Personally I think members of Congress should have to fill out their own taxes. Then maybe the tax code would finally get simpler. For more read: http://middleofthefreakinroad.com/2011/04/13/members-of-congress-should-have-to-prepare-their-own-taxes-2010-tax-code-irs/

  65. mclever says:

    Thomas,

    I don’t know if filling out their own taxes would solve it, but I definitely agree that the tax code is overdue for a purge and simplification of the various deductions, loopholes, and various other adjustment possibilities.

    That plus add a “millionaire” bracket or create a “wealth tax” as part of the reform to slow the growing wealth disparity while increasing tax revenues to combat the debt and deficit.

  66. Max aka Birdpilot says:

    GROG,

    That’s because you and I BOTH know that the entire GOP/conservative tax theory is based on that very inexact, unknown curve, preaching without fail, or knowledge, that we are on the right half of the curve.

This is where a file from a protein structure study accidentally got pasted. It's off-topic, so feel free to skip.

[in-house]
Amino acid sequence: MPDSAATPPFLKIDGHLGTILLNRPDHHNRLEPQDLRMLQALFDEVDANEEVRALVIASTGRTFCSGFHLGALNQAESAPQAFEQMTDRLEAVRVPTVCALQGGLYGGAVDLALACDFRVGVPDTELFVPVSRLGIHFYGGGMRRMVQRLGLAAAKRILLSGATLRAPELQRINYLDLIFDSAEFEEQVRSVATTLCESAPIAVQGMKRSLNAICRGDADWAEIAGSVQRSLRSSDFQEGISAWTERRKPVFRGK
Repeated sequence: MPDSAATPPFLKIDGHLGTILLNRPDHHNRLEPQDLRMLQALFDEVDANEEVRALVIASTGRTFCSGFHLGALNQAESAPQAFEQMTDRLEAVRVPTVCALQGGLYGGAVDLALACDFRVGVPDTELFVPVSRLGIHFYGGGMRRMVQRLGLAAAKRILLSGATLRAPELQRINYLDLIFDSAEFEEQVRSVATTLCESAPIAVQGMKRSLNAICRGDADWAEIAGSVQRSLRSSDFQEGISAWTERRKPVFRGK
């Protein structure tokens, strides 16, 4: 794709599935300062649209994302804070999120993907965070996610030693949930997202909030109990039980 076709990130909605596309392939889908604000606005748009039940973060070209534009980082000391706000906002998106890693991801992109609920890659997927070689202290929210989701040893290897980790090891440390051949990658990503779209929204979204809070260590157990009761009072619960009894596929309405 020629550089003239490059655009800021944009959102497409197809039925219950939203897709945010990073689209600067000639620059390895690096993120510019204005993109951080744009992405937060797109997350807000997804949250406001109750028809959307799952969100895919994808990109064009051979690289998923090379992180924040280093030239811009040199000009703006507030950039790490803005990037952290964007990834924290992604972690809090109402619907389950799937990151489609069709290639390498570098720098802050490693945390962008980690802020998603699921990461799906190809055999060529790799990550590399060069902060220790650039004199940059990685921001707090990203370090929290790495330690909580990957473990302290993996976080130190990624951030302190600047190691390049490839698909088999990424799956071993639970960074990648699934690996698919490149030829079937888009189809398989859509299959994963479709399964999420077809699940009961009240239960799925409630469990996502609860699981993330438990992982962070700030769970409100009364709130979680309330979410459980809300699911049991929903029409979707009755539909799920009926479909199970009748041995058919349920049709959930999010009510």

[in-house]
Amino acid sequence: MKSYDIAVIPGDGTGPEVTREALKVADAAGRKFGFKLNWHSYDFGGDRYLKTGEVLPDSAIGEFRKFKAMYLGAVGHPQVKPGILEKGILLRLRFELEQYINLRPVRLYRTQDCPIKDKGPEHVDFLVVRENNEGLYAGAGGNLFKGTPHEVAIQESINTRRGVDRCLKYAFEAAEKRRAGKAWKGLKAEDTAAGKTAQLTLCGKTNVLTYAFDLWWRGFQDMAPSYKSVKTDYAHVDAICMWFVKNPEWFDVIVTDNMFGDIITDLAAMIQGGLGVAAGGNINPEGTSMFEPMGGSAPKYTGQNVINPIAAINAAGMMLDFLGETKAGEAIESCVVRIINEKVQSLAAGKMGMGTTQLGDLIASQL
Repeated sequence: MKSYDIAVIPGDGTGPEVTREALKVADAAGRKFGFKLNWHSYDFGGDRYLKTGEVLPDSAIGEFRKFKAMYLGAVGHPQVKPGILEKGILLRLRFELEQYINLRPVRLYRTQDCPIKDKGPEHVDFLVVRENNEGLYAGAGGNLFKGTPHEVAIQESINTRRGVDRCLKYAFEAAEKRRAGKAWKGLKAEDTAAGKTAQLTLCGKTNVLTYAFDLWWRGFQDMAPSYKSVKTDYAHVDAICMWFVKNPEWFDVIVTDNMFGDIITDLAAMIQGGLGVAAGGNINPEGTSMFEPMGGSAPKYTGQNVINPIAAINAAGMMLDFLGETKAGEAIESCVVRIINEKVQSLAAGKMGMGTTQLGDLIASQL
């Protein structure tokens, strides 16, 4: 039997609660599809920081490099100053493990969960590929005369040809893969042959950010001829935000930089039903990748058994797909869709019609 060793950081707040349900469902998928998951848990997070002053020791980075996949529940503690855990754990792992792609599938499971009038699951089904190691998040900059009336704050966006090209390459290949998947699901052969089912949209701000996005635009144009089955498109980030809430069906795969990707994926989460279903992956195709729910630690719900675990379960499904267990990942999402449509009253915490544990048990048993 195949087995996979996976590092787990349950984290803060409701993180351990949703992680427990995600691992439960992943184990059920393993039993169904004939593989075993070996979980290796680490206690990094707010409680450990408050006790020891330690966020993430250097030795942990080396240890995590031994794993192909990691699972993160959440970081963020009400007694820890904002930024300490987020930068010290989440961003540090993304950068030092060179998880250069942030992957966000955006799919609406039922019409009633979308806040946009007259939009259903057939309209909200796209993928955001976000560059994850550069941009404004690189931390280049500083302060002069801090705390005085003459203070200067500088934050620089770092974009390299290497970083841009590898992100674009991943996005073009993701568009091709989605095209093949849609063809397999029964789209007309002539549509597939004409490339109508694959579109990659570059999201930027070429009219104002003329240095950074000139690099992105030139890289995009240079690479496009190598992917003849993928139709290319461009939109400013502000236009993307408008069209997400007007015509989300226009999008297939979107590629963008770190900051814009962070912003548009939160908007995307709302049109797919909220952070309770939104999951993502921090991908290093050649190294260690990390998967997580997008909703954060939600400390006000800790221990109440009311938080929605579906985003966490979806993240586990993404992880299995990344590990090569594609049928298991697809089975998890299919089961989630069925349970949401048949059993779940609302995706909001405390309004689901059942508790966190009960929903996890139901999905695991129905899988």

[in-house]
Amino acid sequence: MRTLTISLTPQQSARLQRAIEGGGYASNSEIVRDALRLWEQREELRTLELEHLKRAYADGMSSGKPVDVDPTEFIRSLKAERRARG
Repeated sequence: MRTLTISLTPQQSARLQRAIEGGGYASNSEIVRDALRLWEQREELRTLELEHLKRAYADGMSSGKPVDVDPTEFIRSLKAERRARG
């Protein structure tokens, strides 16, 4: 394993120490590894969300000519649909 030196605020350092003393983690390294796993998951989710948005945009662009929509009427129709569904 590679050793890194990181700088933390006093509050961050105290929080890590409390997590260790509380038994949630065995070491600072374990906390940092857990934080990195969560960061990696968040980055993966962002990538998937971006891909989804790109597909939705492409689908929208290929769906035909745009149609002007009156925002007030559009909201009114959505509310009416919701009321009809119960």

In fact, precisely because NO ONE, not even Laffer, can show where we are on his curve, we may well have moved well to the left side as a result of Reagan/BushII tax cuts. And as a result, are choking off precious revenue that would help reduce the very deficit that we are crying about. But to make that admission would open the door to the fact of the possible mistake and, GOD KNOWS they won’t admit to any fallibility.

  67. GROG says:

    Max,

    Economics and taxation is based on theory, not science. We can only look back and see what history tells us.